Petri estimates that he approached around 2,500 people and amassed a collection of 500 pictures during his time on the project.

Life begins at 40: These two are about to enter their fifth decade - they are both aged 39

Not shy: Of the 2,500 approached by Petri, just 500 people agreed to have their picture taken for the book, including these two aged 48

Good eye for an age: Petri says that when he became adept at guessing people's ages despite Japanese people looking younger than their years. He guessed that these two were both aged 60

But he admitted that when he set out on his mission to collect such a vast range of ages, he wasn't sure if it'd be possible.

A freelance photographer, working mainly for magazines and businesses, 100 Years in Tokyo is Petri's first personal project.

His collection manages not only to capture the entire spectrum of Tokyoites in terms of age, the images he shot depict the city's diversity, not only in terms of location - he took pictures all other Tokyo - but of the different types of people who live there.

The images feature people from all manor of backgrounds, from students to labourers and one shot even features a homeless man.

Diverse: His pictures don't only capture a spectrum of ages - these two are both 74 - they also capture the city's diversity

All ages: The group of pictures features all manor of subjects, from babies to labourers to people in residential care. These two were 94 when the shots were taken

Centenarians: This man and woman were among the oldest people photographed by Petri - they were both aged 100

Petri told the Japan Times that he became an expert at guessing people's ages while collecting the pictures.

He said: 'The funny thing is, for western people it's difficult to tell some people's ages here because Japanese people look much younger than they are.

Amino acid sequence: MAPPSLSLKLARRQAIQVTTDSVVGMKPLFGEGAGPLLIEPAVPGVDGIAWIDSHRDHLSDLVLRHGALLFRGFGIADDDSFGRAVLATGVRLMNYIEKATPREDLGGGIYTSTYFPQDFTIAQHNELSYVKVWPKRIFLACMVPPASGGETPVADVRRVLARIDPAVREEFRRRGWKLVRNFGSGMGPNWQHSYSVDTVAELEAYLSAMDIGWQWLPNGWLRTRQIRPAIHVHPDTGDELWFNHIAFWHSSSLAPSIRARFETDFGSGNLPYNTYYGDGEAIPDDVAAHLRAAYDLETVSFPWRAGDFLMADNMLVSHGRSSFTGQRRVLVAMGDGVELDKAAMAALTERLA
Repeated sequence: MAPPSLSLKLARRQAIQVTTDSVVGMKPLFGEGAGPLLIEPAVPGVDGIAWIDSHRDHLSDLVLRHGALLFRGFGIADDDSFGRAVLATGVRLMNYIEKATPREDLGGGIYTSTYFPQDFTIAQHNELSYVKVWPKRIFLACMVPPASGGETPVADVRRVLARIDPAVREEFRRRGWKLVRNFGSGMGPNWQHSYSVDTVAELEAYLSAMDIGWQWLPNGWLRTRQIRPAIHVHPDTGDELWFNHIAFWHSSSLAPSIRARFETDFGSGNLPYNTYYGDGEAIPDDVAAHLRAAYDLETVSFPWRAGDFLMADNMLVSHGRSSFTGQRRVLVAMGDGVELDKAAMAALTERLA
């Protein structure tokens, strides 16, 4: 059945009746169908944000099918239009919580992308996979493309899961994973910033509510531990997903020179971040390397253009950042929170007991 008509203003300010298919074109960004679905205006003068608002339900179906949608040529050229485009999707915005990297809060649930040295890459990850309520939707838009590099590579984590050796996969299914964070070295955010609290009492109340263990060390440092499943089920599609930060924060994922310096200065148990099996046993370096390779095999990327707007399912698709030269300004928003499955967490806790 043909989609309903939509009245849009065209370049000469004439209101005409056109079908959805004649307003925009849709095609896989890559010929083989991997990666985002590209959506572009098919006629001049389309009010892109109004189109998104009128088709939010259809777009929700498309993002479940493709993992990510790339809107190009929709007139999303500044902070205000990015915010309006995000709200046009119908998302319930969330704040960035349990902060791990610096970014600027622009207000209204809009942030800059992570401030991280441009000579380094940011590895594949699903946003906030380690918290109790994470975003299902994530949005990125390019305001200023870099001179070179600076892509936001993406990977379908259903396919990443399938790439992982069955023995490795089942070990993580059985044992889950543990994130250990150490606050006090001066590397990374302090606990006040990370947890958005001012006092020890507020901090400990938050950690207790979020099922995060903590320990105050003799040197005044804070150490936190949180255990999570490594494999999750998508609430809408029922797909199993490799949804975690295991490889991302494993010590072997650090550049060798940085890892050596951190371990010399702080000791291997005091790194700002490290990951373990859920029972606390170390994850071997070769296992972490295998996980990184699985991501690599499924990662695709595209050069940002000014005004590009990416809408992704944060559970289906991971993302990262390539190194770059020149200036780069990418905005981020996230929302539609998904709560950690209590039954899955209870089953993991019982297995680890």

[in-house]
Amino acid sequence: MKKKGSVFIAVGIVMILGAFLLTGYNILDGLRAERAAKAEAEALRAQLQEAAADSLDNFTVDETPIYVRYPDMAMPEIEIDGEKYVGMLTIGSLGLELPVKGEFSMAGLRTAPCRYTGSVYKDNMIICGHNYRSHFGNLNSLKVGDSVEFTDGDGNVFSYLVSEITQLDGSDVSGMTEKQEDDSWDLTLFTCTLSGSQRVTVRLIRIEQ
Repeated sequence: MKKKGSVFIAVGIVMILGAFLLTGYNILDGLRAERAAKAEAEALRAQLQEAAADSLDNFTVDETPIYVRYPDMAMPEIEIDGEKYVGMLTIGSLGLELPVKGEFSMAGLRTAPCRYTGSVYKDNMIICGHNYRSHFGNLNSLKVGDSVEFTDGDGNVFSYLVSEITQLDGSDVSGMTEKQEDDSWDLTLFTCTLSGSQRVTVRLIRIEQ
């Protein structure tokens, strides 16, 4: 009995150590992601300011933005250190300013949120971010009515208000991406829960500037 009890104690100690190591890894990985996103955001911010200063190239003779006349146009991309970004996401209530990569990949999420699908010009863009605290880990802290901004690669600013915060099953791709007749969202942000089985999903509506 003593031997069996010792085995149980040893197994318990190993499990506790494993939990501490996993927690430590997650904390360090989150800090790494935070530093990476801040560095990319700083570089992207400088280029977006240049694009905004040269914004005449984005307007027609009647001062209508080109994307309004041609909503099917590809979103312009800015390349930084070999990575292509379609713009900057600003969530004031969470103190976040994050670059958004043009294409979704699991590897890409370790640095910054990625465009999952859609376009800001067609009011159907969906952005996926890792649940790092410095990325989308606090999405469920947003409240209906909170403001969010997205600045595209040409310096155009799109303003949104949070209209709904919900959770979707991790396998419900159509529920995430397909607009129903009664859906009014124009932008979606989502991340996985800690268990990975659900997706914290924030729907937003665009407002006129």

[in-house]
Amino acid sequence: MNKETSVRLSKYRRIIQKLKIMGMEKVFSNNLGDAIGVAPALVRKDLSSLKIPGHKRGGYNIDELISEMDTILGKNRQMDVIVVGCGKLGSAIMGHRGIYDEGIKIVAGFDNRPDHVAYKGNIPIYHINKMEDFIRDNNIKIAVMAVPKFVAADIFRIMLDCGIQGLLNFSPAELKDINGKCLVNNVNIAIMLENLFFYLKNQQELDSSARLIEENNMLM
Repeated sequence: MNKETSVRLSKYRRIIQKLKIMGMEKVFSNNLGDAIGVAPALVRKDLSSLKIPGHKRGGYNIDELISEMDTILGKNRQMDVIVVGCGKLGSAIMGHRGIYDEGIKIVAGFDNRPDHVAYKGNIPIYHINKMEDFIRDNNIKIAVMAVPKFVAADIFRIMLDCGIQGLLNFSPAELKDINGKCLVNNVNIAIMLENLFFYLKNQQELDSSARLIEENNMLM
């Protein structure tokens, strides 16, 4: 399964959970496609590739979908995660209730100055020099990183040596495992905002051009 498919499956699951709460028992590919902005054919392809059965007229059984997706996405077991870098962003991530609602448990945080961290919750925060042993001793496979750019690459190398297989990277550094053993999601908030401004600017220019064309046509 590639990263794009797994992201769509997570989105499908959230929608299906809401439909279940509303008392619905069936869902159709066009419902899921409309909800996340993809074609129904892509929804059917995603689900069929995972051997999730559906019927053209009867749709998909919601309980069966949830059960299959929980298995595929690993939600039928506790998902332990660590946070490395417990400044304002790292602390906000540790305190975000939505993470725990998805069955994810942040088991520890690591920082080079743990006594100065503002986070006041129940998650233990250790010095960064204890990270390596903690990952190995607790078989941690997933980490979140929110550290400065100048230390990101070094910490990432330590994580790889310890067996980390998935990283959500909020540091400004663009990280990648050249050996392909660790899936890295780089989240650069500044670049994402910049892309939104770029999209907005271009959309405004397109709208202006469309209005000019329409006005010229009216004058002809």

'But when I was doing it, I got very good at it.

'When I needed, say, someone aged 56, I very seldomly missed by more than two years.'

> A flip-through video of the book can be viewed at For more information, contact

Wal-Mart's 2012 pay for CEO Mike Duke totals $20.7 million

Wal-Mart Stores Inc. gave its CEO Mike Duke a pay package in 2012 worth $20.7 million, a 14 per cent increase from the year before, according to an Associated Press analysis of a regulatory filing on Monday.

Mr Duke's pay package far exceeds the earnings of his employees, with the average worker making $8.81 an hour, according to estimates. With an average work week of 34 hours, that comes to an annual $15,576 in income.

The company has long been criticized for its low wages but in December Mr Duke offered his assurances that the company, based in Bentonville, Ark., paid a competitive wage.

Taste of success: President and CEO of Walmart Mike Duke, in Dec, received a pay package in 2012 worth $20.7 million

In addition to the outrage over the low wages paid for the giant discount retailer, the company has been battling negative press alleging poor working conditions and inadequate health insurance for employees.